Recently, the Charlotte-Mecklenburg area’s growth rate has exponentially increased. This is a subject that has received a substantial amount of focus due to the environmental stressing factors that rapid human expansion brings, but lately the main topic of focus concerning this unyielding growth rate has been how to restructure and reshape Charlotte water management. Until about a decade ago, Charlotte-Mecklenburg water management planning had followed traditional American water basin and river management protocols that had been set in place for nearly half a century. Yet, after the 2000 census, hydrologists, environmentalists, and politicians alike realized that the current water management administration could no longer adequately support the projected population in the Charlotte area within 50 years. Subsequently, the Charlotte-Mecklenburg Master Water Plan was conceived in the early 2000’s and still undergoes adjustments to this day. The plan calls for restructuring of storm water collection and transporting systems, as well as new measures for water quality testing, and waste water treatment in Charlotte and its surrounding suburbs, including Davidson, North Carolina. The new system plans to replace and refine any and all breaks, leaks, and dilapidated piping or water transporting systems over the 8,000 miles of piping managed by the city utility services. Additionally, the city plans to partner with Duke Energy to begin regulating withdraws and dumping in the Catawba River. However, perhaps one of the most significant factors deals with improvements in storm water collection, retention, and treatment. This new plan takes into account impermeable surface restrictions and regulations, tertiary treatment options for storm water at “vulnerable” locations, and making sure a decent amount of storm water is returned/discharged into either the Lake Norman basin or the Catawba River for possible further utility use if needed. With all these new protocols taking gradual effect, the master plan has now increased the Charlotte-Mecklenburg’s water resource shelf life from just 50 years to nearly 150-200 years thanks to the new system’s efficiency. Thanks to effective managers and brilliant hydrologists, plans such as these can hopefully be adopted across the nation. Collaborative water management is the most effective water management, and in this case is the most secure way towards a healthy future not just for the Catawba River, but for Charlotte’s water resources in general.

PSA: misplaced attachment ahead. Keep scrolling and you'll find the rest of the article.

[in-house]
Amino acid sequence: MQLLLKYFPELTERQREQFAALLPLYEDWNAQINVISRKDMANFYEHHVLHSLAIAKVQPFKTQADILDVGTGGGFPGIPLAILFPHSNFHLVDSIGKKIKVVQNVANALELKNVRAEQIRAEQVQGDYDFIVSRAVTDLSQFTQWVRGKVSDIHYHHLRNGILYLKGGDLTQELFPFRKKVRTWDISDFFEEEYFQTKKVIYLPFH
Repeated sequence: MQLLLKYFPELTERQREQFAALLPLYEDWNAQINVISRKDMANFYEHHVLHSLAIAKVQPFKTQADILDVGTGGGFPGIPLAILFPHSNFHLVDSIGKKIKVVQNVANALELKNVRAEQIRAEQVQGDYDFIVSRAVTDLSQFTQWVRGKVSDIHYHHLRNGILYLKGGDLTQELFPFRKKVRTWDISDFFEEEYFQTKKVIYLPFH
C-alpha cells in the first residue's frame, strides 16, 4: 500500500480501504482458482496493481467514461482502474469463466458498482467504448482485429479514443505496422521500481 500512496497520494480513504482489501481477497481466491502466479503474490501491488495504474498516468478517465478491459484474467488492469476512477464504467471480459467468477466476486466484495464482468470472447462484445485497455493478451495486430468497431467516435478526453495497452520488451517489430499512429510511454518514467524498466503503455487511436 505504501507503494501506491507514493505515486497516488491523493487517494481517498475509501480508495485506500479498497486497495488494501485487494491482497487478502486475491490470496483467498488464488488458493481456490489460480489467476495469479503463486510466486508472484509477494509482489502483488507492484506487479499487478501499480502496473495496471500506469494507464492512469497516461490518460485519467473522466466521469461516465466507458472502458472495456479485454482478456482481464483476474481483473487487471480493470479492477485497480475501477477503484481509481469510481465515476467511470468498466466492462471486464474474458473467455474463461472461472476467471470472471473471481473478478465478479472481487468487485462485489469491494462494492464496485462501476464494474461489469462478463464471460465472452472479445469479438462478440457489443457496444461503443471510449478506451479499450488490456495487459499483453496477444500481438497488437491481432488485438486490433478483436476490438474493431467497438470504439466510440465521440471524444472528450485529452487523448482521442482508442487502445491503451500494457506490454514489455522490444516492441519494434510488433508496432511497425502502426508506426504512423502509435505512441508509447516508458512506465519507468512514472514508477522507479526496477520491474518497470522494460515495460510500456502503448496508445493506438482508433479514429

(Storm-water Retention Project)
(Areas of Special Focus in New Plan for Mecklenburg County)